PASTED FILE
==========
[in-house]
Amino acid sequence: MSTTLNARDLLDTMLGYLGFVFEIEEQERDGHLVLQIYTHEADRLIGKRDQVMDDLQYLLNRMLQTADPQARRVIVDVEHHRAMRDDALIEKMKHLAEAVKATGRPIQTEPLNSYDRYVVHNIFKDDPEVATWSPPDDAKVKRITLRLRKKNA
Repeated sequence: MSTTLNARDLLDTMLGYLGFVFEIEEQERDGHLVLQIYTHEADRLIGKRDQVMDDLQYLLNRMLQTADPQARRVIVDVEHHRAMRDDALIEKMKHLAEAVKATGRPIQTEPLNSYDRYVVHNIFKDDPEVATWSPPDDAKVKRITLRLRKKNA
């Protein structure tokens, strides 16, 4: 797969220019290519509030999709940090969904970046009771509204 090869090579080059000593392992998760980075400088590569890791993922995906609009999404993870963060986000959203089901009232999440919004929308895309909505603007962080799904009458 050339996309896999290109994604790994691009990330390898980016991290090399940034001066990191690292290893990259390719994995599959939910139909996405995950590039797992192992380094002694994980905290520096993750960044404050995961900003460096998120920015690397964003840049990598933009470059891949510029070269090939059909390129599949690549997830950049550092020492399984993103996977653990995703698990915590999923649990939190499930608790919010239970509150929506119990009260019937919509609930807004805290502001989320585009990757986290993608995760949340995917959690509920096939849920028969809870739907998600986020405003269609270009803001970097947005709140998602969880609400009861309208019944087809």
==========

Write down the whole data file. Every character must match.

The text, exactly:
[in-house]
Amino acid sequence: MSTTLNARDLLDTMLGYLGFVFEIEEQERDGHLVLQIYTHEADRLIGKRDQVMDDLQYLLNRMLQTADPQARRVIVDVEHHRAMRDDALIEKMKHLAEAVKATGRPIQTEPLNSYDRYVVHNIFKDDPEVATWSPPDDAKVKRITLRLRKKNA
Repeated sequence: MSTTLNARDLLDTMLGYLGFVFEIEEQERDGHLVLQIYTHEADRLIGKRDQVMDDLQYLLNRMLQTADPQARRVIVDVEHHRAMRDDALIEKMKHLAEAVKATGRPIQTEPLNSYDRYVVHNIFKDDPEVATWSPPDDAKVKRITLRLRKKNA
């Protein structure tokens, strides 16, 4: 797969220019290519509030999709940090969904970046009771509204 090869090579080059000593392992998760980075400088590569890791993922995906609009999404993870963060986000959203089901009232999440919004929308895309909505603007962080799904009458 050339996309896999290109994604790994691009990330390898980016991290090399940034001066990191690292290893990259390719994995599959939910139909996405995950590039797992192992380094002694994980905290520096993750960044404050995961900003460096998120920015690397964003840049990598933009470059891949510029070269090939059909390129599949690549997830950049550092020492399984993103996977653990995703698990915590999923649990939190499930608790919010239970509150929506119990009260019937919509609930807004805290502001989320585009990757986290993608995760949340995917959690509920096939849920028969809870739907998600986020405003269609270009803001970097947005709140998602969880609400009861309208019944087809």